The Index of Industrial Production (IIP) number for May shows a 2.4 percent growth, against a contraction of 0.9 percent in the previous month. This is above what the Street expected—around 1.8 percent—but a closer look at the figures suggests there are still several pressure points which continue to plague the India growth story. Those hoping for another round of monetary easing by the Reserve Bank of India (RBI) will have to wait longer as a rate cut on 31 July, when RBI meets again for its quarterly review.
On a sectoral basis, mining was broadly unchanged, down—0.9 percent, manufacturing rose 2.5 percent, led by communication equipment, machinery and metal products. The manufacturing growth contrasted with the contraction in electrical/textile machinery and medical/optical instruments.Electricity, on the other hand, came in at 5.6 percent.
However, concerns continue to remain as capital goods remained in negative territory for the third month in a row, down 7.7 percent, and while intermediate and basic goods posted marginal recoveries, consumer goods remained positive, up 4.3 percent on the back of durables which rose a smart 9.3 percent. Non-durables growth at 0.1 percent was flat.
Considering the break-up of the IIP numbers, it is amply clear that there are still large gaps in the recovery process, particularly in the wake of global headwinds remaining strong. In sum, the consumer segment has put up a strong showing but the investment cycle continues to be weak, proving to be a drag on growth. Experts have, therefore, begun tempering their views on the overall growth prospects for FY13, slashing estimates by as much as 40-80 basis points.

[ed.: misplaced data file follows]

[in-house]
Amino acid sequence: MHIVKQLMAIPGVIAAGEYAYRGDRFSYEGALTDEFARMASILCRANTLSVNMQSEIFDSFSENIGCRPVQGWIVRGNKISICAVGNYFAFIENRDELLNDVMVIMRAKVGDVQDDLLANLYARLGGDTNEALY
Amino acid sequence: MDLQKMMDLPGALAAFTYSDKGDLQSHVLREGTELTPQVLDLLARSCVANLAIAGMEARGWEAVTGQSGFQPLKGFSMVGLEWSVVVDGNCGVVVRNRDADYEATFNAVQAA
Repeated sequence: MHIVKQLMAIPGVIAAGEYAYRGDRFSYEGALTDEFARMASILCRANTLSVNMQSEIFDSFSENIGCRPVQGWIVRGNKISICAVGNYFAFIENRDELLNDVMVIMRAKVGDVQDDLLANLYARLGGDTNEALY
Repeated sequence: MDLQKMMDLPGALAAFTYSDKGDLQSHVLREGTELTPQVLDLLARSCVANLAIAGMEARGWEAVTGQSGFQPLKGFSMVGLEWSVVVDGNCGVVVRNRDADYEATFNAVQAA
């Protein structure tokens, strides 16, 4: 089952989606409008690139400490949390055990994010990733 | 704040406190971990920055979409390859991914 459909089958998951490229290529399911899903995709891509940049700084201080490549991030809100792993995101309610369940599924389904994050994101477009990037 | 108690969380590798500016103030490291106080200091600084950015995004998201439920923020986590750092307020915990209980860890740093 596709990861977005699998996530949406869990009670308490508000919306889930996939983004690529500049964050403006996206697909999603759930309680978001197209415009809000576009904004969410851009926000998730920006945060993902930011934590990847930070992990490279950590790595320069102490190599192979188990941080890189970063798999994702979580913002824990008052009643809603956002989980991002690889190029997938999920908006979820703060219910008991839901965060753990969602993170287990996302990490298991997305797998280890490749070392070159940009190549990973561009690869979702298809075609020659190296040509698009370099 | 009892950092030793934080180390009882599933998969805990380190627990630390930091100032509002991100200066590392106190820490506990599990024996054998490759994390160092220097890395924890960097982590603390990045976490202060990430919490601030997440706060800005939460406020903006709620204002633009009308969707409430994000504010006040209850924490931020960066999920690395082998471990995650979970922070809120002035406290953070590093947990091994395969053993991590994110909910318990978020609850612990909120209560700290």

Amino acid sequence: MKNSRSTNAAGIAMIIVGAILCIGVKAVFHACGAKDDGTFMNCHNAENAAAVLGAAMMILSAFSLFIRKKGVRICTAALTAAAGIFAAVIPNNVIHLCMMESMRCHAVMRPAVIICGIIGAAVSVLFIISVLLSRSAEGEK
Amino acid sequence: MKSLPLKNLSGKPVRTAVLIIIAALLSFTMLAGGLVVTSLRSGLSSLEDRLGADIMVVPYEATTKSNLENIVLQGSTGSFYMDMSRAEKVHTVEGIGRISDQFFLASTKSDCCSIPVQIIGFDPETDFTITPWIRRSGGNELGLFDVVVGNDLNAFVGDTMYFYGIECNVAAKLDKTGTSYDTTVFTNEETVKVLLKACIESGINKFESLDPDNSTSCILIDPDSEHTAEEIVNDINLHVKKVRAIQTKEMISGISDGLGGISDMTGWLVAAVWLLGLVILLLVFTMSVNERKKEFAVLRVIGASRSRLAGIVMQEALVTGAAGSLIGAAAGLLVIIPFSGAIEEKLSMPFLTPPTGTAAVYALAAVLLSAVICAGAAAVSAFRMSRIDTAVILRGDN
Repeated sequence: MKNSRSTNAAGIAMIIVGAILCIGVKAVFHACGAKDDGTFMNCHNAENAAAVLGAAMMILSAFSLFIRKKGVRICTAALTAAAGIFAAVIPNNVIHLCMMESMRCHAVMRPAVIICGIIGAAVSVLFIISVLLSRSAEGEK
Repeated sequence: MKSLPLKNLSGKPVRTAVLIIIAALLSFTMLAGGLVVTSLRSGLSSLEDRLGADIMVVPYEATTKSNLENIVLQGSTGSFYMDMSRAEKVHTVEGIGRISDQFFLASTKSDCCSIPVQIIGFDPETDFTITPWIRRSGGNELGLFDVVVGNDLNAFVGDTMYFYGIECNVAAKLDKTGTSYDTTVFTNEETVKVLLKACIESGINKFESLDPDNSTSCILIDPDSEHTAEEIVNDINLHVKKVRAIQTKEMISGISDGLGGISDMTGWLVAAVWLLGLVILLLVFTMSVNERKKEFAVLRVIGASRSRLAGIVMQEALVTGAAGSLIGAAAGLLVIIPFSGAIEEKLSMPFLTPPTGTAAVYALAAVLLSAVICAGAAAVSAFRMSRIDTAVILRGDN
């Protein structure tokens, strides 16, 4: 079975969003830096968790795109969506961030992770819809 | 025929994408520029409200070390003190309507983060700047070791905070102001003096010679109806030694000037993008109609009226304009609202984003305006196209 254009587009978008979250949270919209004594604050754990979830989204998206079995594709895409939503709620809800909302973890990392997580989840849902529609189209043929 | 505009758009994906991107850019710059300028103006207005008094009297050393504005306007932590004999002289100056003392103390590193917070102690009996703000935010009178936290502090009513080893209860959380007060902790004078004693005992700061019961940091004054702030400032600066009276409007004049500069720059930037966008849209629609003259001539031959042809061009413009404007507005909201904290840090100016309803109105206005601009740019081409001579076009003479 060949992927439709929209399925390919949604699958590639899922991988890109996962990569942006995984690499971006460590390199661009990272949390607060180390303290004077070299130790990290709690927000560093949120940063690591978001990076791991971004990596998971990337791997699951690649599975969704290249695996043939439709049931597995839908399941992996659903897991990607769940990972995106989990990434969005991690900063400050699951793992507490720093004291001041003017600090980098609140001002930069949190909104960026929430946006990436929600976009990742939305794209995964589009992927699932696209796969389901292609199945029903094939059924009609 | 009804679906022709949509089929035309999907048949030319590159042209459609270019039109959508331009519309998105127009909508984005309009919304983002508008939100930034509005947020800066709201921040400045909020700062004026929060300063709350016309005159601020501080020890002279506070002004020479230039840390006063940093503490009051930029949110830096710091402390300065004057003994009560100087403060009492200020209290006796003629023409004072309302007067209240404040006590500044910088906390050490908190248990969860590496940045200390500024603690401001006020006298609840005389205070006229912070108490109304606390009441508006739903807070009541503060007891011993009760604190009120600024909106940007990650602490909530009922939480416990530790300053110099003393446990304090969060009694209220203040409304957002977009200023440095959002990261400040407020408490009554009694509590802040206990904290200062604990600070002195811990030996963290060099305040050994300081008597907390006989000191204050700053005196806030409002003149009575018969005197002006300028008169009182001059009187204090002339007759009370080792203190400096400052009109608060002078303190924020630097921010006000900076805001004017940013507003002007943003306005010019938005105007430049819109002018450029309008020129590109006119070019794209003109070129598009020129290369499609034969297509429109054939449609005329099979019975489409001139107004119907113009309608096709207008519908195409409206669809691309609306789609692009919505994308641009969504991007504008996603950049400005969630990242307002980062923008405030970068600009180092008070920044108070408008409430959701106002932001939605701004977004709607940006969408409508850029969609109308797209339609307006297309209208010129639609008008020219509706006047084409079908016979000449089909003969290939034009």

In a report after the IIP numbers came in, Rohini Malkani of Citi says the next two weeks would be crucial, given the deficit in the monsoon (23 percent as on July 10) and the continuing global headwinds. These two factors, Malkani says, could shave off 40-80 bps from Citi’s FY13 growth estimate of 6.4 percent. The FY12 GDP growth was 6.5 percent, though the fourth quarter saw a much lower figure of 5.3 percent.
Leif Lybecker Eskesen, Chief Economist for India & ASEAN at HSBC says he does not expect industrial production to come “roaring back”.
Says Eskesen: “Manufacturing is more exposed to global trade cycle. While there are signs of improvement in exports led sectors, possibly due to improved competitiveness on the back of a depreciated currency, the weak global backdrop will continue to hinder a sustained rise in external demand.”
While domestic consumption remains quite firm supported by demographics and favorable labour markets, the investment cycle remains face headwinds from global uncertainty and slow progress of supply side reforms, he adds.
Both Malkani and Eskesen agree that the scope for immediate monetary easing by the RBI is remote, given the global concerns and elevated inflationary pressures. Malkani reckons that while easing will happen, it will not be immediate. Stressing the need for structural reform to ease supply bottlenecks to rejuvenate investment, Malkani says that on rates, she was “holding on to our 50-75bps rate cut call for the year. But given the RBI’s stance on elevated levels of both the WPI and CPI, supply demand imbalances and the onus on the government to deliver change, monetary easing in the immediate near term seems unlikely.”
Eskesen, too, agrees that monetary policy will be of little help given the slowdown to a large extent is structural in nature. “Moreover, RBI is constrained by persistently high inflation. On this front, the below normal rainfalls so far during the monsoons doesn’t help either, although it is still early days and rainfalls could still pick up during July and August. Consequently, there is not a strong case for a policy rate cut at the moment.”
For now, RBI governor Duvvuri Subbarao will likely continue to keep a hawkish eye on the inflation figures even as concerns on growth remain.
(curtsey : first post)
Head Research Department